New single-wide questions

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satter
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Joined: Wed Sep 15, 2010 5:57 pm

Fri Aug 10, 2012 12:11 pm

Hi all,

My wife and I previously lived in an older single-wide, and eventually sold it, and bought a house closer to town. We're now considering putting the house up for sale, and moving back to our old property, where the trailer used to sit... with one option being possibly buying a newer, nicer single-wide.

I had a few questions running through my head that I thought I'd float out here for people who'd likely have answers. :)

1) Our old trailer was sitting on a full 14x70 concrete slab that we had poured. If we bought a newer one, say 16x80, what's the best plan of attack for the foundation? Would a 16x80 sit ok on the 14x70 pad, as far as where the crucial points of contact would likely be? Or would I need to consider extending out the pad in some way? Or am I thinking completely wrong here?

2) We've looked at a lot of double-wides and modulars at sales lots, since we've been thinking of moving back, but not really any single-wides. We're considering maybe going the single-wide route though, so, my question is... are most double-wide manufacturer upgrades available on single-wides also? I'd like to possibly get a new one with sheetrock/drywall, upgraded insulation, windows, etc, if those are typically available.

Thanks for any info! I appreciate it.
-Ryan


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Greg
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Fri Aug 10, 2012 6:37 pm

First, the pad. I would make the pad the same size as the home if not bigger. Both for support and moisture control, this may also be a code requirement.

Options/upgrades. Usually the list is huge. You should sit down with a few dealers and get their thoughts on what is available and what can be built to YOUR specifications. Feel free to post more questions on options if you want. I know they can get confusing, get as much information as possible. Write things down also. At the very least window & insulation upgrades, there may be floor joist & rafter/roof upgrades also.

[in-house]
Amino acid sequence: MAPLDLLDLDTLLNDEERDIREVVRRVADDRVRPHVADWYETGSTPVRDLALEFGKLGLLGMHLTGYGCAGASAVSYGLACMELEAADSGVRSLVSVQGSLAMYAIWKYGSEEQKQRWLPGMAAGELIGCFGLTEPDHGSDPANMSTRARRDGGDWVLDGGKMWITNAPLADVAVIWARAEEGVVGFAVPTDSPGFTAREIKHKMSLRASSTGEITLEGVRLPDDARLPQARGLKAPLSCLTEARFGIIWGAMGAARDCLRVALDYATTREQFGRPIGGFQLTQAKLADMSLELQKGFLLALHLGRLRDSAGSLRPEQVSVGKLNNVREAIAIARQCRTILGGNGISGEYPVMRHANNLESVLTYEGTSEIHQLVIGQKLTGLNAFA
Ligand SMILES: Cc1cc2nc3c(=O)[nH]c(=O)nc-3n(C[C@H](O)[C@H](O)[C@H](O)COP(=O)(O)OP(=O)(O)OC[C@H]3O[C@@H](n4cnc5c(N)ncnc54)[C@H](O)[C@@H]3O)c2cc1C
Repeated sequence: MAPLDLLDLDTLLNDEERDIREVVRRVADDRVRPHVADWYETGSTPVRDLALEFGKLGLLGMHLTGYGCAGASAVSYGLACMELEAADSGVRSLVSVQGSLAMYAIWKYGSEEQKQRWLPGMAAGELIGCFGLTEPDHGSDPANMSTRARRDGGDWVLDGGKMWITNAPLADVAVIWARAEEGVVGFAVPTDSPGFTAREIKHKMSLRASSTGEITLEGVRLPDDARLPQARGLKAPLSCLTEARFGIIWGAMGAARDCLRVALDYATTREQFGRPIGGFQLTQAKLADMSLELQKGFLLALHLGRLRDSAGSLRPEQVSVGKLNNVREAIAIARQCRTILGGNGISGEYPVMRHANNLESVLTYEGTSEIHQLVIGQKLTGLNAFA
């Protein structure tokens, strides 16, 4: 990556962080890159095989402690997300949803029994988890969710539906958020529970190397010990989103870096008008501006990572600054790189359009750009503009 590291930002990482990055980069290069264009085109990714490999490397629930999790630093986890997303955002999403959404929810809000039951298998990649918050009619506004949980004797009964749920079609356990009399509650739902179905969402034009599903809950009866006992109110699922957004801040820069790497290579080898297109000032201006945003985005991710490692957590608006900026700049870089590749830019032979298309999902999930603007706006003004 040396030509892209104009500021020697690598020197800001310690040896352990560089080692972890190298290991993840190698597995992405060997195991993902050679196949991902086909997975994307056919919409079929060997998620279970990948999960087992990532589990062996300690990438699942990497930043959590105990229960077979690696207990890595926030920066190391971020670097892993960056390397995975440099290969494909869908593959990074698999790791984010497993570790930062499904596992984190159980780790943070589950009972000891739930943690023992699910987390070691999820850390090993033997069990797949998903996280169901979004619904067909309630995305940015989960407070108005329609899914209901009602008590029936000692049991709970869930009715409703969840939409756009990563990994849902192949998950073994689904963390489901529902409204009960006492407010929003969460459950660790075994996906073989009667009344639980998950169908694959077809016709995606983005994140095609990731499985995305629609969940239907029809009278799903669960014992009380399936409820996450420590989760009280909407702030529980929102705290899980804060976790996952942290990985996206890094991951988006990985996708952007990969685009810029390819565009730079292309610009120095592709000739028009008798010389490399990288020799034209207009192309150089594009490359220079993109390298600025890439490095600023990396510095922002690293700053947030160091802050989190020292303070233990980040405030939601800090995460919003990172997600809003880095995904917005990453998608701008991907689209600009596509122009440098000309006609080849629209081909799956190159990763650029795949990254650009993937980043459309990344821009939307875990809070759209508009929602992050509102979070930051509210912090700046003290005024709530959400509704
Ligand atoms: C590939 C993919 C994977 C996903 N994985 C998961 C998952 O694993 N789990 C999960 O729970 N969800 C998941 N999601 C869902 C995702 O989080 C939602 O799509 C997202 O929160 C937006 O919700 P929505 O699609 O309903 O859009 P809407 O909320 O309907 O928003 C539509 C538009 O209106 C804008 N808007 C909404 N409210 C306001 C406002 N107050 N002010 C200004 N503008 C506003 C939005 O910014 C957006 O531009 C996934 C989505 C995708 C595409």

Greg
"If I can't fix it, I can screw it up so bad no one else can either."

satter
Posts: 7
Joined: Wed Sep 15, 2010 5:57 pm

Fri Aug 10, 2012 7:09 pm

Thanks, Greg.

We stopped at a nearby dealer lot that sells MHE brand homes, and they had one single-wide that we really liked.

Here's the link to what comes standard on this particular series of home... does anything jump out at you on this list as a pro or a con... also any suggestions for what to see about upgrading?

http://www.mheinc.com/index_htm_files/M ... tional.pdf

If we go this route, we're going to get sheetrock drywall installed from the factory, and perhaps a few other upgrades.

Thanks again,
Ryan

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Greg
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Fri Aug 10, 2012 8:11 pm

A few things that I did notice was the 60" (full size) bath tubs rather than the standard 54" mobile home tubs. I would try to increase from the 100 amp electric service. In this day of electronic everything I just don't feel it is enough I would go for at least 150 if not 200.

Stay with OSB subfloor unless you can get plywood. Partical board floors are JUNK, trouble just waiting to happen.

Since it's not my money, I would check on Kitchen cabinet upgrades. Most standard cabinets are Partical board. Again, junk when they get wet. They look good for a year or two then go downhill fast.

Make sure the roof weight rating is at least the minimum rating for your area.

Greg
"If I can't fix it, I can screw it up so bad no one else can either."

satter
Posts: 7
Joined: Wed Sep 15, 2010 5:57 pm

Sat Aug 11, 2012 6:52 pm

Thanks, again for the input. The cabinets in this series are actually solid wood cabinets, with backs, and the whole 9-yards, so I think we're good there. I'd concurred with you on the issue of 200 amp service... it's not that much to go ahead and upgrade that.

Appreciate it!

-Ryan


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Greg S
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Joined: Wed Jun 18, 2008 10:13 am
Location: Kingston Ontario Canada

Thu Aug 16, 2012 10:06 am

I personally would strongly advise against extending the existing concrete slab. The width of the old may be OK but it is far too short. The problem with adding 10' on to a existing slab is that the new slab will never float the same as the old and you will end up with piers shifting differently on the new as opposed to the old slab. This will cause a twist or bend in the home. Better to go with a complete new slab on a new footprint where the entire slab will float as a single unit. Stay away from the old pad location as again placing a larger pad will likely result in a break in the slab between the old and new soil section.
An individual must enforce his own meaning in life and rise above the perceived conformity of the masses. (Anton LaVey)

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Greg
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Thu Aug 16, 2012 5:36 pm

Good point about adding to the existing pad, but if you do not have a ground freeze issue you should be OK. I would talk to who ever does the concrete work and get their thoughts as well.

Greg
"If I can't fix it, I can screw it up so bad no one else can either."

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